Rife says at the time he wanted to pull back on infomercial spending and focus more on profitability, but he had ultimately lost control of his company by giving up ownership pieces to investors to help fund growth.

“We weren’t making any money. To be honest, it was great for me in terms of recognition in the industry, but it wasn’t great for the investors. If you look at business, there’s top line, and there’s bottom line. Top line is building awareness and distribution – you’re not worried about profits, you’re just building awareness. At some point, though, you have to take advantage of that awareness and focus on profitability. That’s called the bottom line, and that’s the line that matters.” – Guerin Rife

Rife Putters as it was didn’t survive the Recession. Rife says he was very close to a deal to sell to COBRA-PUMA, but that fell through. In 2009, the company was sold to a Seattle-area concern called Innovex.

“That wasn’t an arrangement I wanted to be a part of, nor could they spend the money to make that interesting for me,” says Rife. “So I did my own gig again. I started the Guerin line, which eventually led to EvnRoll.”

Grooves, Part Two

evnroll-test-1

To say EvnRoll is an overnight sensation 25 years in the making is no exaggeration. EvnRoll’s groove technology evolved from those first grooves from the mid’90’s, with an unexpected surprise along the way.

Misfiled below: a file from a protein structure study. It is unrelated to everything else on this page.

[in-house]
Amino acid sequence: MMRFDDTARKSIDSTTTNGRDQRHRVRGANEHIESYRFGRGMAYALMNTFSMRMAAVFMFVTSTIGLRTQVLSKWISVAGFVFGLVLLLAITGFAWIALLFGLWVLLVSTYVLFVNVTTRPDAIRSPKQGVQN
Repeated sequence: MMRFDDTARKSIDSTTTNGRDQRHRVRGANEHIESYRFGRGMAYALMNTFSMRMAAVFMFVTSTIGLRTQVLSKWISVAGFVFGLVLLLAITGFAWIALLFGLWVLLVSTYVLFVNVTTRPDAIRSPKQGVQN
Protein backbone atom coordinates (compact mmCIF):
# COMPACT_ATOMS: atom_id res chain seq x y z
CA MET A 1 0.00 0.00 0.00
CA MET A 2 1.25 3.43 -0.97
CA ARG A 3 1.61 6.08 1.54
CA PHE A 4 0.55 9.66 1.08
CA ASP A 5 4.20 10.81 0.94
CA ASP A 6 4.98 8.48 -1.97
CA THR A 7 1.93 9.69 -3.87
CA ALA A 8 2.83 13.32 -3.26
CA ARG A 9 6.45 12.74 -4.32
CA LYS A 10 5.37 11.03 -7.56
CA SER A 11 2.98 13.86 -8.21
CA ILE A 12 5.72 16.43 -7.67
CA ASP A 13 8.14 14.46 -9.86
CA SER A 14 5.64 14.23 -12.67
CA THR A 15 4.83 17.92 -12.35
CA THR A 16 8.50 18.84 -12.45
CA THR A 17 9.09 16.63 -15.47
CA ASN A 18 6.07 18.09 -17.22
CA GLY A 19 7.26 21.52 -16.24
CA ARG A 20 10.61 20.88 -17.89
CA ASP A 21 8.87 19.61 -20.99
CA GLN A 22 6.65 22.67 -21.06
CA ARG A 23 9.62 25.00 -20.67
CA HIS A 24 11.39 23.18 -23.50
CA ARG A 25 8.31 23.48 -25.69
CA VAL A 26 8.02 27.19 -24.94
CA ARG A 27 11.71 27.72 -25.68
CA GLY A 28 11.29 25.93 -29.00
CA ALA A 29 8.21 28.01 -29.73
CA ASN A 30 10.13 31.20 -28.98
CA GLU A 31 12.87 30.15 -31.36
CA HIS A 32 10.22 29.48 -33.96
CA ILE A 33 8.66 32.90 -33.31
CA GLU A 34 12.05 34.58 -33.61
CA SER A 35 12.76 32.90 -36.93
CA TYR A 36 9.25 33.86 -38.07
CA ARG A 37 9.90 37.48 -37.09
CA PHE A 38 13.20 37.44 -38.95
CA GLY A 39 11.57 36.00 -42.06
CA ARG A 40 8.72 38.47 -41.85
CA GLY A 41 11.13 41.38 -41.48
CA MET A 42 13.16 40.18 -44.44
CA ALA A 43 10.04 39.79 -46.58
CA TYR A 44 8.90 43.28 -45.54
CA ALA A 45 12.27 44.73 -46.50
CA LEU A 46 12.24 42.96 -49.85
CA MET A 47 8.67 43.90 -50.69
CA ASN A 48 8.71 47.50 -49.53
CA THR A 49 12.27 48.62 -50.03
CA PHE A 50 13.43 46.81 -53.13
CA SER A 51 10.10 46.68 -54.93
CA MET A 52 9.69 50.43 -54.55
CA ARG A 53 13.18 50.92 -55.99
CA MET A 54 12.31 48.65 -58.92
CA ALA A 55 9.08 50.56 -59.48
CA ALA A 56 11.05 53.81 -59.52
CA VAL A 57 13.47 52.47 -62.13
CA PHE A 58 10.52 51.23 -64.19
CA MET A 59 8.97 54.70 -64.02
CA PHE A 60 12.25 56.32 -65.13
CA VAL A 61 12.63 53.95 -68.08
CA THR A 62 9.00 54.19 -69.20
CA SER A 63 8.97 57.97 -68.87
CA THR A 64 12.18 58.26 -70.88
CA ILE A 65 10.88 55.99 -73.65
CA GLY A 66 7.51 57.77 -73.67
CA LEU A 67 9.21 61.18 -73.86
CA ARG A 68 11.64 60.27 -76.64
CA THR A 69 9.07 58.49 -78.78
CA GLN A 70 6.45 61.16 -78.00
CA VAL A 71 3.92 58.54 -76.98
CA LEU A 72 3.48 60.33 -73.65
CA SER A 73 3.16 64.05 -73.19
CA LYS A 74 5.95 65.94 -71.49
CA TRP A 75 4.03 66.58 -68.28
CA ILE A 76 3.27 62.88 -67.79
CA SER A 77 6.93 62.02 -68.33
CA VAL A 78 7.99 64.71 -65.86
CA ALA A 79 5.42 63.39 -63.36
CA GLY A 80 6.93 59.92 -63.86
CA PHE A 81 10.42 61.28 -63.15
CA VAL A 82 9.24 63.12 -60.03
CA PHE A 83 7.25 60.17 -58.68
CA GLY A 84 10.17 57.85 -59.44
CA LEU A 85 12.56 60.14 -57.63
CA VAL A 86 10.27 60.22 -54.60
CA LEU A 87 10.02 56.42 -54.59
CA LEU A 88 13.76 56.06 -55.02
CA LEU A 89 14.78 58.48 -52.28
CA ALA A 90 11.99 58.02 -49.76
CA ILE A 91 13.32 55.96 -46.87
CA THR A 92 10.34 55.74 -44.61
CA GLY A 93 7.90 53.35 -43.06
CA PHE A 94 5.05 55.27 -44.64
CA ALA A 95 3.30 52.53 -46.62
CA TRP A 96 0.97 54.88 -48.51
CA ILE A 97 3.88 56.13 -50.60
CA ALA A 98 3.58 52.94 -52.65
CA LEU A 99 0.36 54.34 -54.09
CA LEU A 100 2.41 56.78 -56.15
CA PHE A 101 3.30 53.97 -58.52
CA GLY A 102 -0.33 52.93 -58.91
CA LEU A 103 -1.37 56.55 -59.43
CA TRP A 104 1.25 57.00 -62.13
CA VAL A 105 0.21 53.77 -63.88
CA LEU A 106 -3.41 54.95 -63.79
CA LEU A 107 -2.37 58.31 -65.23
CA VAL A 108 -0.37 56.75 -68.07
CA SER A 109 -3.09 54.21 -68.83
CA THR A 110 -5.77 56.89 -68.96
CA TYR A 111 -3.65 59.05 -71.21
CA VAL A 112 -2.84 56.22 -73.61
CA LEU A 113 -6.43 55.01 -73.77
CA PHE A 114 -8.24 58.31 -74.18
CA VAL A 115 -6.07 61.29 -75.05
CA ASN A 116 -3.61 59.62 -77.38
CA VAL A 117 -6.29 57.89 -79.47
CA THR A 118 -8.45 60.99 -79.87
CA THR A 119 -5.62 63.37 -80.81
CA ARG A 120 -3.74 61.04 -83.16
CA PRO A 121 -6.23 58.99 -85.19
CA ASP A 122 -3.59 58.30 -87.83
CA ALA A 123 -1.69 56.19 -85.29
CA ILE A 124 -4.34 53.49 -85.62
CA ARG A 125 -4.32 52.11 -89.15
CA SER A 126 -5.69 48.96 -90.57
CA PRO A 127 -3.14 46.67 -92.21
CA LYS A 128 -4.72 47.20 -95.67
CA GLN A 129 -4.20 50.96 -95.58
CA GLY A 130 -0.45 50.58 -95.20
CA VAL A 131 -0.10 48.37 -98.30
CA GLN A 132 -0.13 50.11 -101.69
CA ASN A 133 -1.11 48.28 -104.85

“I knew a grooved face doesn’t hit the ball as hard as a solid milled face putter,” says Rife. “I knew that because when I introduced my stuff years ago, there was always this comment that they’re not getting the ball to the hole.”

The reason that happens, according to Rife, is there’s less contact surface area on the face when you have a 45-thousandths of an inch wide groove and a 15-thousandths of an inch wide contact surface between those grooves.

“It just didn’t hit the ball as hard, but I also knew off-center hits didn’t go as far, either. If you mishit a ball slightly towards the toe, it’s not going to go as far, and it’s going to go slightly away from the center. On a higher speed club there’s a gearing effect, but on a putter, you have the center of mass in the middle. If you hit the ball toward the toe, the ball moves away from the target and doesn’t go as far because there’s not as much energy transfer behind the ball.” – Guerin Rife